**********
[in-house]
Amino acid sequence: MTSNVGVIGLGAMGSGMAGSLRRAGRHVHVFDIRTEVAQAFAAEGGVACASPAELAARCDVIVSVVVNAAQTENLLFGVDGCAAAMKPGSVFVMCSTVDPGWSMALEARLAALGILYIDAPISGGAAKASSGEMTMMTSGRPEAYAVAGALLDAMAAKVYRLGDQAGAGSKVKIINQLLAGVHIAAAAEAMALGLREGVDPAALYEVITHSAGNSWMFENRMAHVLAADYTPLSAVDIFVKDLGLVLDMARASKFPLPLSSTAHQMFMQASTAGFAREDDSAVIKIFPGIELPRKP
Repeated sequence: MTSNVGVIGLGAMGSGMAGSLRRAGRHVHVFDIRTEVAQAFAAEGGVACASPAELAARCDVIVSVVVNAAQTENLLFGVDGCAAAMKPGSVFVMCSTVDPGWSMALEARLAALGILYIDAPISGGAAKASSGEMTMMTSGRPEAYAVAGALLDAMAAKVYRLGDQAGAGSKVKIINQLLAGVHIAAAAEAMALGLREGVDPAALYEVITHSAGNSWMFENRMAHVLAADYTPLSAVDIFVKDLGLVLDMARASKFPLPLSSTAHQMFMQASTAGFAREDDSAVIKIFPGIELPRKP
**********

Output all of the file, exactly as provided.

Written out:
[in-house]
Amino acid sequence: MTSNVGVIGLGAMGSGMAGSLRRAGRHVHVFDIRTEVAQAFAAEGGVACASPAELAARCDVIVSVVVNAAQTENLLFGVDGCAAAMKPGSVFVMCSTVDPGWSMALEARLAALGILYIDAPISGGAAKASSGEMTMMTSGRPEAYAVAGALLDAMAAKVYRLGDQAGAGSKVKIINQLLAGVHIAAAAEAMALGLREGVDPAALYEVITHSAGNSWMFENRMAHVLAADYTPLSAVDIFVKDLGLVLDMARASKFPLPLSSTAHQMFMQASTAGFAREDDSAVIKIFPGIELPRKP
Repeated sequence: MTSNVGVIGLGAMGSGMAGSLRRAGRHVHVFDIRTEVAQAFAAEGGVACASPAELAARCDVIVSVVVNAAQTENLLFGVDGCAAAMKPGSVFVMCSTVDPGWSMALEARLAALGILYIDAPISGGAAKASSGEMTMMTSGRPEAYAVAGALLDAMAAKVYRLGDQAGAGSKVKIINQLLAGVHIAAAAEAMALGLREGVDPAALYEVITHSAGNSWMFENRMAHVLAADYTPLSAVDIFVKDLGLVLDMARASKFPLPLSSTAHQMFMQASTAGFAREDDSAVIKIFPGIELPRKP